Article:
Sitting in Walter Brown Arena, watching the rink come to life for another day of the U.S. National Junior Team camp offers a peek at a world that many hockey fans do not see. The silence offers players, coaches and rink rats that opportunity to pause and contemplate the upcoming day.
And despite the fact that every arena looks relatively the same, it is often the place that you will find solitary players soaking in the atmosphere, even if just for a minute. They will sit on the bench, beanies on heads that are happier wearing helmets, perhaps with headphones in their ears. Eyes scan the ice, perhaps picturing plays in holographic form invisible to the rest of us. Some lean casually against the boards, chatting, drinking their morning beverage of choice, but all as though their day isn’t real if they aren’t doing these things in the rink.
This is the Norman Rockwell painting of the passion that lives inside each hockey player. This need and yearning to absorb this essence from the rink and the ice that is almost as essential to the existence of the hockey player as food and water are to the average person.
This is the picture that shows the longing, drive and determination that has brought these young players to this point in their development. It is a milestone in what will prove to be amazing careers for many of these teenagers as they continue their climb to “The Show;” careers that will be filled with many milestones.
It is also here as the rink comes to life that the observant, and early arrivals, can see the camaraderies playing out among the players as they drift out to the bench—as though being pulled by an unseen tether. The shoulder bumps, hugs from behind to the unsuspecting, and the general togetherness of the players speak to associations past and present.
Unlike the days of old when Herb Brooks struggled to get his group of college kids to put aside their school rivalries and think of themselves as a single unit with his Miracle Team, today’s elite young players have much more interaction with each other. Some of them have grown up together. Others were introduced as they went through USA Hockey’s National Team Development Program. Many played together or against each other on the various USHL teams that kept them eligible for colleges.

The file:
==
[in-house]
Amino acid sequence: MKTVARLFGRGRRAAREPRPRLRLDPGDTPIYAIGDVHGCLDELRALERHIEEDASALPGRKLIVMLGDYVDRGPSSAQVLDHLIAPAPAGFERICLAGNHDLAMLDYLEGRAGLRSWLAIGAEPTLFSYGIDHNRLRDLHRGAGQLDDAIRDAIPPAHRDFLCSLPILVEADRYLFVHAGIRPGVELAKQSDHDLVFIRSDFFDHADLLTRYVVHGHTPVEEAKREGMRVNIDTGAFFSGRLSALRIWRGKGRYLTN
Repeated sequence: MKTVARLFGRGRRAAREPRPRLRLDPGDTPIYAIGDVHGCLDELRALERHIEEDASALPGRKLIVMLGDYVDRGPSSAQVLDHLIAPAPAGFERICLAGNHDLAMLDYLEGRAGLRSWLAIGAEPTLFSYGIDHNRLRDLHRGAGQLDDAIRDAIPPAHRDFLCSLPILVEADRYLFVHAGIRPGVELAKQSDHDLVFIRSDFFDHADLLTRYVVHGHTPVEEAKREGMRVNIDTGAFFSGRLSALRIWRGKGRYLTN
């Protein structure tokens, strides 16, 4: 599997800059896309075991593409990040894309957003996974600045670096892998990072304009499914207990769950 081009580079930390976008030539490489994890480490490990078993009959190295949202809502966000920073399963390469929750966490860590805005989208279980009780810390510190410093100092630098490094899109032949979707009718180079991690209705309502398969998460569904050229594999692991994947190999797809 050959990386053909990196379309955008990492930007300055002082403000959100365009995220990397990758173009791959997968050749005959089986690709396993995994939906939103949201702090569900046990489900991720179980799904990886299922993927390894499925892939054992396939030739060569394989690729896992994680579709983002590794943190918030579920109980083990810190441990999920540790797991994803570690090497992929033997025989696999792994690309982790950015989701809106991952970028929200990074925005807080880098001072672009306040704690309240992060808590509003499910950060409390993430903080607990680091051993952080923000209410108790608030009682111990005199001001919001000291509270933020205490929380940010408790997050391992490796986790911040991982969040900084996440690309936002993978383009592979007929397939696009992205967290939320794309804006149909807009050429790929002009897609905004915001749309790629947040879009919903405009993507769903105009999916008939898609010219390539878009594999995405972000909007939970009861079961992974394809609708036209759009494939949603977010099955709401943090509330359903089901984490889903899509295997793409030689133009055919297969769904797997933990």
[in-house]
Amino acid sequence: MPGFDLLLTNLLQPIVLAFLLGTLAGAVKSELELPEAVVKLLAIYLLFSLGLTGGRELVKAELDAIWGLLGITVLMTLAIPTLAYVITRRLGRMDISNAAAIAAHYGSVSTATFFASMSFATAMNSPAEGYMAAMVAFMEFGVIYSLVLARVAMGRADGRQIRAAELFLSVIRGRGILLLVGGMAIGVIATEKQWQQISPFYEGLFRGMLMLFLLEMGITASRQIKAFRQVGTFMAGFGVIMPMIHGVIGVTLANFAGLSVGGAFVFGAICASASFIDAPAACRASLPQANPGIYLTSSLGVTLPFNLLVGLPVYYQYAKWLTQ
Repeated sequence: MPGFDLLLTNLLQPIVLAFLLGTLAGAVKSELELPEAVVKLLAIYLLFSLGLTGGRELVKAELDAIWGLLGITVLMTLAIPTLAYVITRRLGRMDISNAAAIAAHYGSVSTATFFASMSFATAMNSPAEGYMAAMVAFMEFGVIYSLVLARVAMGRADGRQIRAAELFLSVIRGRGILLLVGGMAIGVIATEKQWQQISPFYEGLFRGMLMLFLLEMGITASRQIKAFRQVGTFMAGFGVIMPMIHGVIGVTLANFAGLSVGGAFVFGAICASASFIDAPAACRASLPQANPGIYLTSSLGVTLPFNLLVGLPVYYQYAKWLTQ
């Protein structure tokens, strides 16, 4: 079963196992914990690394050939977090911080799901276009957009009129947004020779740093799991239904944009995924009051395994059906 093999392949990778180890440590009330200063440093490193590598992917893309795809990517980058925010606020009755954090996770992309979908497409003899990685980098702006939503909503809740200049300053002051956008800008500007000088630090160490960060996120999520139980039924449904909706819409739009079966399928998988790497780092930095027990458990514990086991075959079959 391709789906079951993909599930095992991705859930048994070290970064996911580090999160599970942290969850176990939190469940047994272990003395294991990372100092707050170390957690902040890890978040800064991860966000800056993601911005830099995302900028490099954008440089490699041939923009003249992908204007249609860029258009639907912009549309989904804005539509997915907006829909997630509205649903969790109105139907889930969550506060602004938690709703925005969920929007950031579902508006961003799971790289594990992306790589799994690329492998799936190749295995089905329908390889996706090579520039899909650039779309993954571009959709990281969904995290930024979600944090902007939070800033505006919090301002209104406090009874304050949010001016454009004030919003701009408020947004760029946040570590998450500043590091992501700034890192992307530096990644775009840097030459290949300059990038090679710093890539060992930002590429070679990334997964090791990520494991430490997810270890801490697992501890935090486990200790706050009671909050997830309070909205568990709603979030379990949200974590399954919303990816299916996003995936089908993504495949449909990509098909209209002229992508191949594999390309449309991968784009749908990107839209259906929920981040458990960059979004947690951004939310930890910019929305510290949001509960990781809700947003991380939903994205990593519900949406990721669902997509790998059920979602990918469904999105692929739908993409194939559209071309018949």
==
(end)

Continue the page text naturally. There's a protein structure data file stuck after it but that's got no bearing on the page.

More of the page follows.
Even of those players, like Miles Wood who knew only one on the team, they have been welcomed and the returning players have seen it as their responsibility to help the first year players.
“Try to bring some calmness to the locker room. Just keep it a little bit lighter,”Minnesota Gopher, and returning forward, Hudson Fasching told The Pink Puck. “The tournament’s pretty heavy. It’s intense, so just keep it light in the locker room.”
And like all families, there is kidding among the players sometimes in where they come from and where they are playing now.
“[Ian] McCoshen is kind of an iffy Minnesota guy, half and half,” Fasching joked on the last day of camp as the number of players representing Minnesota was discussed. “I’m not rejecting him as a Minnesota guy, I’m just saying ….”
McCoshen was born in California and grew up in Wisconsin. When he went to Shattuck-St. Mary’s, his parents moved to Minnesota. Now McCoshen plays for the Boston College Eagles. So this is apparently how he becomes half a Minnesota guy.
It was all in good fun and it showed that the players really are comfortable with each other. Regardless of where they come from, when they put on the USA jersey, it is all about playing for the Red, White and Blue.
“Oh absolutely,” Demko grinned. “I was kind of baiting him a little bit.”
And now they are on the same team.
Demko, who will be sitting out against the Boston University Terriers during Friday night’s game, said that he feels a little more comfortable having Eichel on his team.
“He’s obviously a threat offensively, so when he’s on the ice , when he’s against you, you always have to be aware,” Demko said. “The hair on the back of your neck kind of sticks up a little bit. But when he’s on your team, you know you always have a chance to score.”
But Demko appreciates when Eichel is playing against him, as he feels it makes him a better goalie.
The word “family” is often thrown around in hockey, but during this quiet time before the pucks drop, the whistles blow and the drills begin, when the players haven’t put on their “game faces” or their “press faces” you see the true players. In the arena you really do see a family. While they have only been together for a few days as a team, and some will be going home, they are supportive and joking. They are brothers. They are family.